Mike has a great story about being in the Canadian Arctic with an Inuit in a situation where they had no food and were very hungry, so the Inuit killed a walrus and slit open its belly and said, yes, we eat well tonight, and scooped out a fist full of raw clams from the walrus stomach. Mike said to get over his first world sensibilities, he had to wash the handful of clams in the ocean, but that they were delicious. (Ok, hungry makes the best sauce.)

Mike also has a story about the time he ate the traditional Inuit meal of walrus that had been buried for 6 months in a sealskin sack in the sand. It tasted so noxious that he immediately threw it back up and then spent the next 2 weeks constantly brushing his teeth trying to get the taste of it out of his mouth. So, I guess that’s a thumbs up on the clams in the walrus belly and a thumbs down on the fermented walrus.

Polar bear, on the other hand, rarely eat walrus because they’re trouble, what with those big tusks and all. Polar bear will attack walrus if they’re really hungry, but if the walrus manages to hurt them with their tusks, the hurt / damaged polar bear will usually die of starvation because he can’t successfully hunt if he’s hurt. Walrus will also drag the polar bear into the water where the walrus has a distinct advantage and try to drown the bear. But a big male polar bear can sometimes kill a walrus and then eat really well.

Today’s goal was another kittiwake cliff at Kapp Waldburg.

Kittiwake Bird Cliff
Kittiwake Bird Cliff

The faster hike went up to the tops of the cliffs and up and over to the higher peaks. But the slower / photographer hike went to the base of the cliff. And this was where the action was — finally arctic foxes from a stable position, not bobbing and weaving in a tiny boat. In fact, as we arrived at the bird cliff, I turned back to my companions and said, oh, look an arctic fox behind us. And it took me a second to identify what I was looking at because the fox was dragging a pink footed goose (minus the head) that was easily as big as it was.

Arctic Fox
Arctic Fox

It was so struggling with this massive kill, this bonanza of food, that it didn’t care that we were right there. It kept dropping the goose and panting and sweating and catching its breath and then soldiering on and as long as we weren’t getting in its way, it didn’t care about us. We were part of the furniture.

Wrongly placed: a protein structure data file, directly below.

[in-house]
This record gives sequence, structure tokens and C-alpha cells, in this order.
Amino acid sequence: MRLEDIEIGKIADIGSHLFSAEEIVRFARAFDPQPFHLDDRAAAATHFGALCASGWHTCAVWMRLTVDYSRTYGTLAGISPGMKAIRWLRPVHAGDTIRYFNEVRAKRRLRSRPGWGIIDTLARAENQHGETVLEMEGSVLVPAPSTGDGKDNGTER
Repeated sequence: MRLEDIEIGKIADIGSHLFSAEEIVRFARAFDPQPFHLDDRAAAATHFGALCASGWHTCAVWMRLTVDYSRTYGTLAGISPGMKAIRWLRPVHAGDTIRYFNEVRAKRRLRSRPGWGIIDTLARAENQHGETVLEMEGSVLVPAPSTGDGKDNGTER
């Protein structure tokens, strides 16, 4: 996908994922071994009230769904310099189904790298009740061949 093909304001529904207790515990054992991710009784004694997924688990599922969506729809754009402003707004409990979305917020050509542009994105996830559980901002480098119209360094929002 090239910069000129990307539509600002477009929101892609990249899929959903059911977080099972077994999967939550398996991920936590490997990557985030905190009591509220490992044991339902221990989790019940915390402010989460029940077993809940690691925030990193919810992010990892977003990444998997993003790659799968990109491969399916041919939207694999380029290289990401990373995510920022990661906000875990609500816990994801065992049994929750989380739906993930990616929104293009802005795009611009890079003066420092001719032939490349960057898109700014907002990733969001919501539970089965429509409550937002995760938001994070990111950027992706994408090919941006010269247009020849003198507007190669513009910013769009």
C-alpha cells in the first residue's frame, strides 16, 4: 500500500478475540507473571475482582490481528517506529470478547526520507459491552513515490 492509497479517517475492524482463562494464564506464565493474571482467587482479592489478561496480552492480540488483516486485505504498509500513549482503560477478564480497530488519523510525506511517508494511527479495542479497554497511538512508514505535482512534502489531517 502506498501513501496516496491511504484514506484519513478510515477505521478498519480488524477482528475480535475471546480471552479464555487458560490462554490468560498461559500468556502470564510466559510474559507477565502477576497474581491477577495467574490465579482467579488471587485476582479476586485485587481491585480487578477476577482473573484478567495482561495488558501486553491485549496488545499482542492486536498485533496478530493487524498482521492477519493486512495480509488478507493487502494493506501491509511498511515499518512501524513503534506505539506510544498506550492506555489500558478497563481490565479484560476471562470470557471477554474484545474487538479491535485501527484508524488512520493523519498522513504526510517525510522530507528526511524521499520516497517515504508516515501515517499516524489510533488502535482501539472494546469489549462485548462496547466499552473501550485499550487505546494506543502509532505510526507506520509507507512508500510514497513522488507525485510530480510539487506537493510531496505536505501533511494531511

Some of our group followed it up the hill looking for the den, but the guides got in the way and ordered them back. There apparently a den with a couple kits.

But the fox immediately reappeared at our feet at the base of the bird cliff. (See previous comment about how this is the only chance for foxes to gather foods, so they never stop moving.)

Arctic Fox
Arctic Fox
Arctic Fox
Arctic Fox

It found a rotten egg that had rolled down and ate it was great satisfaction.

It difficult to see eggs and chicks on the bird cliffs, they are ferociously protected. But we did manage to see a chick peer out around its parent.

kittiwake chick

And again the circle of life here, the birds feed the foxes, the bird guano feeds the tundra, which feeds the reindeer.

Svalbard Reindeer
reindeer from bird cliff

The afternoon hike was to Kapp Lee. I had decided not to go because they told us that there was a dead polar bear there. That they’d found the carcass the week before when the ship had come through. A young male. They hadn’t moved it or turned it, so they didn’t know how it died, but guessed that it had been injured and starved to death because of the inability to hunt. This was probably a mistake that I didn’t go, because apparently they had another really nice walrus encounter, where everyone sat down and the walrus made clown faces for them. I still didn’t want to have to say that the only polar bear I saw on the trip was a dead one and how many walrus pictures do you want to see from me?